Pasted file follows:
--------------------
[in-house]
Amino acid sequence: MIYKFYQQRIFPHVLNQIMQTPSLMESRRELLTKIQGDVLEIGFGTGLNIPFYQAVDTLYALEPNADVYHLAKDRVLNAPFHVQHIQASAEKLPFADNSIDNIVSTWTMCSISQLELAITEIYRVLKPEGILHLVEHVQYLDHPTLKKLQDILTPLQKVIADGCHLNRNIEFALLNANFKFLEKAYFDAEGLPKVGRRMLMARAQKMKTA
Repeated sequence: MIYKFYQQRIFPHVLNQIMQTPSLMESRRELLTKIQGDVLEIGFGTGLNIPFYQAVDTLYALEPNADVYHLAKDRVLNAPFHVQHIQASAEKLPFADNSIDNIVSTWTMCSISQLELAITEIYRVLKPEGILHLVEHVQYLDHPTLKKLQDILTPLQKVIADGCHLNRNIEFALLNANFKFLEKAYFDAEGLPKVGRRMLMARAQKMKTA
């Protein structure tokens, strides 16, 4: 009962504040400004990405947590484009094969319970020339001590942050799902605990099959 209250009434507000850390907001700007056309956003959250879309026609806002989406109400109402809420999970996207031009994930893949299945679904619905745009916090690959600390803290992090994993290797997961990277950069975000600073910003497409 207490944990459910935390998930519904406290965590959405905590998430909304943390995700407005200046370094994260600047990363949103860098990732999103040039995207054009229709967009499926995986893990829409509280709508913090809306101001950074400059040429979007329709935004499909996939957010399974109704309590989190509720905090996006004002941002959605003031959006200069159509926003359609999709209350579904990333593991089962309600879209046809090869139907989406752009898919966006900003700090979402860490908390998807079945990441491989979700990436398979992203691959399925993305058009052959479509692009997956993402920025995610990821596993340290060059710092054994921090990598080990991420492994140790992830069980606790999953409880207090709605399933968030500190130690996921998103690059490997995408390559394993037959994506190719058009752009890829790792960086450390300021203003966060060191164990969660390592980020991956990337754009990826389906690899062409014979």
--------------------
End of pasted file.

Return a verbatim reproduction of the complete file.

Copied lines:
[in-house]
Amino acid sequence: MIYKFYQQRIFPHVLNQIMQTPSLMESRRELLTKIQGDVLEIGFGTGLNIPFYQAVDTLYALEPNADVYHLAKDRVLNAPFHVQHIQASAEKLPFADNSIDNIVSTWTMCSISQLELAITEIYRVLKPEGILHLVEHVQYLDHPTLKKLQDILTPLQKVIADGCHLNRNIEFALLNANFKFLEKAYFDAEGLPKVGRRMLMARAQKMKTA
Repeated sequence: MIYKFYQQRIFPHVLNQIMQTPSLMESRRELLTKIQGDVLEIGFGTGLNIPFYQAVDTLYALEPNADVYHLAKDRVLNAPFHVQHIQASAEKLPFADNSIDNIVSTWTMCSISQLELAITEIYRVLKPEGILHLVEHVQYLDHPTLKKLQDILTPLQKVIADGCHLNRNIEFALLNANFKFLEKAYFDAEGLPKVGRRMLMARAQKMKTA
């Protein structure tokens, strides 16, 4: 009962504040400004990405947590484009094969319970020339001590942050799902605990099959 209250009434507000850390907001700007056309956003959250879309026609806002989406109400109402809420999970996207031009994930893949299945679904619905745009916090690959600390803290992090994993290797997961990277950069975000600073910003497409 207490944990459910935390998930519904406290965590959405905590998430909304943390995700407005200046370094994260600047990363949103860098990732999103040039995207054009229709967009499926995986893990829409509280709508913090809306101001950074400059040429979007329709935004499909996939957010399974109704309590989190509720905090996006004002941002959605003031959006200069159509926003359609999709209350579904990333593991089962309600879209046809090869139907989406752009898919966006900003700090979402860490908390998807079945990441491989979700990436398979992203691959399925993305058009052959479509692009997956993402920025995610990821596993340290060059710092054994921090990598080990991420492994140790992830069980606790999953409880207090709605399933968030500190130690996921998103690059490997995408390559394993037959994506190719058009752009890829790792960086450390300021203003966060060191164990969660390592980020991956990337754009990826389906690899062409014979």